Shine On: Adrian Sherwood

by coldwarnightlife

Adrian Sherwood launched his On-U Sound label in 1979, but he was already a fixture on the London roots and dub scene. Selling imported dub plates from his van across the city, a teenaged Sherwood had absorbed the transplanted sounds of the Caribbean with the air he breathed. Living in a Battersea squat with Neneh Cherry and Ari Upp, he was also close to the city’s post-punk explosion.

It didn’t take long for Sherwood to start putting out music himself. He soon learned to play with the studio controls in the spirit of dub pioneers like Lee “Scratch” Perry. Tearing sounds apart and reconstructing them through radical combinations of delays and distortion became the On-U Sound signature.

Sherwood’s ability to drive beats for projects like Dub Syndicate and New Age Steppers, while maintaining hypnotic grooves, brought him to the attention of electronic and industrial artists like Cabaret Voltaire, Skinny Puppy and Depeche Mode. Ministry’s Al Jourgensen used him to make the Twitch album, “borrowing” Sherwood’s studio techniques for later use in Ministry and Revolting Cocks.

Surrounded by talent from the roots and dub scenes, Sherwood took on industrial remix projects but also put out music with incredible sensitivity. The ultimate combination of these strands came on Mark Stewart’s “Stranger than Love,” which combined Erik Satie’s piano exercises with Bristol’s most powerful voice. It was proof positive that, in a master’s hands, the most delicate emotions can still be found in the red zone of the VU meter.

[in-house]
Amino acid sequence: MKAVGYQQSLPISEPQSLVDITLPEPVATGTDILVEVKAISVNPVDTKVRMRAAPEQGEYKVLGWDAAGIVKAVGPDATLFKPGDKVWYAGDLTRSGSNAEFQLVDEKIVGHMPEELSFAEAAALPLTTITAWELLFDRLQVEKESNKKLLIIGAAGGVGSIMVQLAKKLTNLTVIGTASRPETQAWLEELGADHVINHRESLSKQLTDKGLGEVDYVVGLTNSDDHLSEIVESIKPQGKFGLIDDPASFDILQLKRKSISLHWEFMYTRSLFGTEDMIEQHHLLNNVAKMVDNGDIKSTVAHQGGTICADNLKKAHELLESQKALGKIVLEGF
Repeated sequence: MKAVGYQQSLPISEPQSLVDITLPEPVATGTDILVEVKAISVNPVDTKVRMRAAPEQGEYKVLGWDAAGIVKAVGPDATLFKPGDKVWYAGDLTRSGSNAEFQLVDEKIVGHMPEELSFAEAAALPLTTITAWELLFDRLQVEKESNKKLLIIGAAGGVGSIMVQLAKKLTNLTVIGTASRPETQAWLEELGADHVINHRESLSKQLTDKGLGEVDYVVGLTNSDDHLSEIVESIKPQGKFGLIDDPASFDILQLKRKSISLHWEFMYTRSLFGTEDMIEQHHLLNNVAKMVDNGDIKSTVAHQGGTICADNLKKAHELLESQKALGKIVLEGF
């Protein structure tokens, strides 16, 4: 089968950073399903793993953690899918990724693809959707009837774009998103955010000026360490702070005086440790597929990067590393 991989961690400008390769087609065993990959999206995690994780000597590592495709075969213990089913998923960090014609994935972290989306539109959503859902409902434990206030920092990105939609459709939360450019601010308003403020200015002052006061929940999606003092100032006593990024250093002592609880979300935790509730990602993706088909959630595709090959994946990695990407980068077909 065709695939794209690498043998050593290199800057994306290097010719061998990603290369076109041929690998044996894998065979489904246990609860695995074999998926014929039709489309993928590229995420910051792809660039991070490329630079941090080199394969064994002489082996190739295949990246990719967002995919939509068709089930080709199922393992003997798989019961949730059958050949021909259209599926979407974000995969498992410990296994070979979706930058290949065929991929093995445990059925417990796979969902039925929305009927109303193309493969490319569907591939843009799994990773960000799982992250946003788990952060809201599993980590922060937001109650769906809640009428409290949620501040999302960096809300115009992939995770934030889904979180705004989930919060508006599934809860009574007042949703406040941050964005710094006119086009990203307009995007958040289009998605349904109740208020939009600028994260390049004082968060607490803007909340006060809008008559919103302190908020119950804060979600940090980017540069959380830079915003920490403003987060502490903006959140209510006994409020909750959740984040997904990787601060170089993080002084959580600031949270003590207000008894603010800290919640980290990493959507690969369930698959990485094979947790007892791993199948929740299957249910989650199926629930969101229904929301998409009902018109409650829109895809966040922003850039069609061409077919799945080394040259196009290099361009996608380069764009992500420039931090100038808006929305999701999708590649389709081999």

10. Bim Sherman – Slummy Ghetto

A key part of the On-U Sound ensemble, Bim Sherman was an uncompromising talent. He recorded solo, as well as with Dub Syndicate, New Age Steppers and Singers & Players – On-U projects that drew from the collective of artists surrounding Sherwood.

This take shows the mainstream version of Sherwood’s production work. In his hands, the material is classy but subversive.

9. Robert Wyatt – Biko